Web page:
October 2, 2003

DMX: A Fallen Champ

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If Grand Champ is indeed DMX’s last album, he’s leaving with a whimper rather than a trademark bark. During the two years that have passed since his last album, X has been trying, like so many other popular music icons, to juice Hollywood for all it’s worth. While he’s been busy making movies with Jet Li, the mainstream rap community has adopted new young stars such as 50 Cent and Ludacris. And aside from his cult of hardcore fans, most of us didn’t miss his presence, nor did we eagerly await the release of his latest album. While Grand Champ delivers classic DMX — a gritty voice, brutalistic lyrics, and frenetic beats — we were hoping he’d try something new for a change.

It’s always admirable when an artist evolves over the course of his career. Unfortunately, this didn’t happen with DMX. His image, complete with a chain around his neck, a muscle shirt, and about 200 pit bulls on leashes, has worn thin. It seems like this guy has never cracked a smile in his life. He’s eternally pissed off at someone or something, and that attitude carries through his music. His style was great at first, when he had us all bobbing to the beats of “Ruff Ryderz Anthem” and “Party Up,” but casual fans such as us have become disinterested listening to his recycled garbage over the years.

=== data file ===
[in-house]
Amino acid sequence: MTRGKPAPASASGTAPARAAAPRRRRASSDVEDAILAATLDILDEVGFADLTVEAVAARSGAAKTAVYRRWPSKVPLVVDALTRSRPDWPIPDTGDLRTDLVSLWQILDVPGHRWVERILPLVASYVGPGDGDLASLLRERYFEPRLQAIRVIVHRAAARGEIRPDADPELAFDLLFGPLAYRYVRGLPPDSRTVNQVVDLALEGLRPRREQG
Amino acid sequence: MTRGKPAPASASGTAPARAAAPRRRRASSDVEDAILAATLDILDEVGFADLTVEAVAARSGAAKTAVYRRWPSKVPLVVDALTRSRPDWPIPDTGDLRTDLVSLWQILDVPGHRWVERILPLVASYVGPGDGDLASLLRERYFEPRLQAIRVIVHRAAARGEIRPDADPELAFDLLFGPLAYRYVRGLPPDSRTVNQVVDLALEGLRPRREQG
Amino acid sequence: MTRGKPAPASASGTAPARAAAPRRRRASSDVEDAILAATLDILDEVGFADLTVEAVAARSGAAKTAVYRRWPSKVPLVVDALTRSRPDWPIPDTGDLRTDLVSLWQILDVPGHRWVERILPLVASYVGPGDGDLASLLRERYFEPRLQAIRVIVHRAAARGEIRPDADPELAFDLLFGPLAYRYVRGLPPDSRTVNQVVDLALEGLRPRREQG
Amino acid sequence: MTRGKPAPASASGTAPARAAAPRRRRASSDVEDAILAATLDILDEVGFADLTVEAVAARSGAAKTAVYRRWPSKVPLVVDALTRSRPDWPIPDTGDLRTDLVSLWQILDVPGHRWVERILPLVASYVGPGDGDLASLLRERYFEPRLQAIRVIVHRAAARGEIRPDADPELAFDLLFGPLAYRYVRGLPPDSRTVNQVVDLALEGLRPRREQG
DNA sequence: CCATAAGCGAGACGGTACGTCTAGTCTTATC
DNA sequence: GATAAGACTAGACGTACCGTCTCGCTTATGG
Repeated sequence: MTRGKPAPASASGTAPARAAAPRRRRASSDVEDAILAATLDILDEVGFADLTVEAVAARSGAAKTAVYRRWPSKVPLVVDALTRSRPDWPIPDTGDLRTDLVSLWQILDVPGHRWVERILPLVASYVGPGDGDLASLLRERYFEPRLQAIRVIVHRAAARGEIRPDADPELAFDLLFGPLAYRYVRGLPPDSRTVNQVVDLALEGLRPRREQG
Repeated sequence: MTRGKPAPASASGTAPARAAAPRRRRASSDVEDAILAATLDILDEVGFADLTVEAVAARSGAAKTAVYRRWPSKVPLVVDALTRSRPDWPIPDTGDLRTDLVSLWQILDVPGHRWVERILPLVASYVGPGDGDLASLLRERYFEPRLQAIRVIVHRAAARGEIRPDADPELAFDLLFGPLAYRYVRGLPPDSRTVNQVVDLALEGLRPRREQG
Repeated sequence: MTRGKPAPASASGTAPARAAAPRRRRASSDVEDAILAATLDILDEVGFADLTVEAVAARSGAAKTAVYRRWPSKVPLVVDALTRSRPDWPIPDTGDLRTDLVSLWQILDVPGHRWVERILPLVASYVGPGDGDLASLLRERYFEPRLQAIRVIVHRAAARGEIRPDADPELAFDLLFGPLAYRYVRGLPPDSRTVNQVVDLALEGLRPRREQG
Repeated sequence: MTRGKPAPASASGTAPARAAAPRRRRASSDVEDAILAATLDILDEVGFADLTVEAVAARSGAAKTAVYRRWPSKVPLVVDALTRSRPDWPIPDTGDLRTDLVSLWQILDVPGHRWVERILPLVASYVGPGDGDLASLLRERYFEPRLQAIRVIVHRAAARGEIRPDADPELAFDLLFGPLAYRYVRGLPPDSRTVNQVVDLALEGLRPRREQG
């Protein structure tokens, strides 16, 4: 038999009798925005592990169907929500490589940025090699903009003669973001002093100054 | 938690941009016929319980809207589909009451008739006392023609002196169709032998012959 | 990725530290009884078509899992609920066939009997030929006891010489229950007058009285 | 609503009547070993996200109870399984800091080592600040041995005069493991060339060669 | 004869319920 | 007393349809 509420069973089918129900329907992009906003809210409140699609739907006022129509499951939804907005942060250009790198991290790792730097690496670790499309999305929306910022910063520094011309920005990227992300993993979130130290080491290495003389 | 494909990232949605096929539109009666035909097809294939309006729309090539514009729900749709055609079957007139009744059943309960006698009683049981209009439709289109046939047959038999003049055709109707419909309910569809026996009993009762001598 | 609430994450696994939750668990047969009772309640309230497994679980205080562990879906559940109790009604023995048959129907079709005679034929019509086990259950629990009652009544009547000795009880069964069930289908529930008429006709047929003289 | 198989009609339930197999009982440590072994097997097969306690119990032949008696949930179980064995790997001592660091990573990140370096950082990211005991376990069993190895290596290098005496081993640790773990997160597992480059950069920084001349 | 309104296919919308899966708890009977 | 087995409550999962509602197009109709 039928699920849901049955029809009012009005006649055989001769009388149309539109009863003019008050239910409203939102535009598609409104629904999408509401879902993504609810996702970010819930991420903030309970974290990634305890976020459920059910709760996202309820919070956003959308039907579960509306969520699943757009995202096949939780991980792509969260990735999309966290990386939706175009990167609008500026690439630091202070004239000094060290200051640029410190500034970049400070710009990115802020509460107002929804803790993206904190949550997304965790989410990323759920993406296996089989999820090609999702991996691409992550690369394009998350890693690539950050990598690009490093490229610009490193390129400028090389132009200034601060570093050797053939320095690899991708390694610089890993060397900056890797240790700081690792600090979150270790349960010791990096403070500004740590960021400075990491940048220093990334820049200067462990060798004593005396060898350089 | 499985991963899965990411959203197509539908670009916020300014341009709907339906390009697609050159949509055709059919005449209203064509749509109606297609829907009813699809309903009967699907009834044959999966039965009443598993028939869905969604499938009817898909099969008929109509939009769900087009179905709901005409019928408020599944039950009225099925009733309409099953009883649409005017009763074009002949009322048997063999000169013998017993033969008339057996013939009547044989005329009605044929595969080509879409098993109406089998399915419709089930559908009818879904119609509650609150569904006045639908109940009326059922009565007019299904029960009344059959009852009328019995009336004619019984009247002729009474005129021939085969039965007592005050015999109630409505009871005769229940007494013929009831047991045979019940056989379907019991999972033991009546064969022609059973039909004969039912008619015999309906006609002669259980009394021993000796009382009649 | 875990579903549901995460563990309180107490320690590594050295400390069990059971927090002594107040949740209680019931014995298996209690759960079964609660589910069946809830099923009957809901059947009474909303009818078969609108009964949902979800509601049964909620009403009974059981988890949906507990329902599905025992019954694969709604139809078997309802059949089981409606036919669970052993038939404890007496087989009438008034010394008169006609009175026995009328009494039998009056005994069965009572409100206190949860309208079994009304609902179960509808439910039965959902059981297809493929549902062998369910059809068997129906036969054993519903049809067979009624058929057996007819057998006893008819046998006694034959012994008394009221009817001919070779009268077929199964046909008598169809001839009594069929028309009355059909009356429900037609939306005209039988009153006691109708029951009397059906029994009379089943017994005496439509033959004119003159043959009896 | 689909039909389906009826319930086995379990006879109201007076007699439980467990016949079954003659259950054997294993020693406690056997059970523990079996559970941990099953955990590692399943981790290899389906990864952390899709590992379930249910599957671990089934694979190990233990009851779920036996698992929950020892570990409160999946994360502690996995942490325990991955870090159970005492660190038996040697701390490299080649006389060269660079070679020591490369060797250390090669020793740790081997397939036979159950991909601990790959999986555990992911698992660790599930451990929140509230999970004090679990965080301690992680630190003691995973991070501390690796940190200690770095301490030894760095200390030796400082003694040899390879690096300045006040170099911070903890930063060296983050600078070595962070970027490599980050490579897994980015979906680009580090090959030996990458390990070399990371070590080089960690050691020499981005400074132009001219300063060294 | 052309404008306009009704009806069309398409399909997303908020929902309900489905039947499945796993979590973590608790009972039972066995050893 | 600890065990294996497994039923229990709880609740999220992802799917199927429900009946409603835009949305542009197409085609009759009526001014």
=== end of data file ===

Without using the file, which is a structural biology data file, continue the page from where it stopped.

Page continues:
Admittedly, the album has a few slightly redeeming tracks. “Where the Hood At,” a diss rap to Murder Inc., has a catchy beat, but could do without the excessive homophobia. It’s undoubtedly the closest thing to a party anthem on the entire album. “Shot Down,” produced by the under-appreciated Salaam Nassar, is an alluring collaboration with Styles P and 50 Cent, but ends up leaving X upstaged by his more versatile counterparts. On “Don’t Gotta Go Home,” DMX flows well with the singer Monica, in yet another track about a rapper having a secretive relationship with an innocent, female R&B artist.

With over 10 different producers dropping their widely varying beats on the album, one might expect X’s lyricism to carry the weight. Yet in this regard, he fails miserably. DMX is completely lacking any creative energy. It seems like whenever he can’t come up with a word to rhyme at the end of a line, he resorts to screaming out, “WHAT! WHAT!” Honestly, who in their right mind would listen to DMX for the lyrics? The only reason we listened to him in the first place was because his hardcore, no-bullshit image was original. Now, he’s even lost that. Grand Champ has been a somewhat of an anti-climax for X, not anywhere near the level of his first three albums. We’re hoping more than anyone that this isn’t his last, because a superstar isn’t supposed to go out like this. Grand Champ is for DMX what the Washington Wizards were for Michael Jordan. If X puts out another album, we’d like to see him bring some new material, otherwise we and the rest of his fans can only look forward to watching him in more blockbusters with Jet Li and Stephen Segal.

Archived article by Mike Chrestkha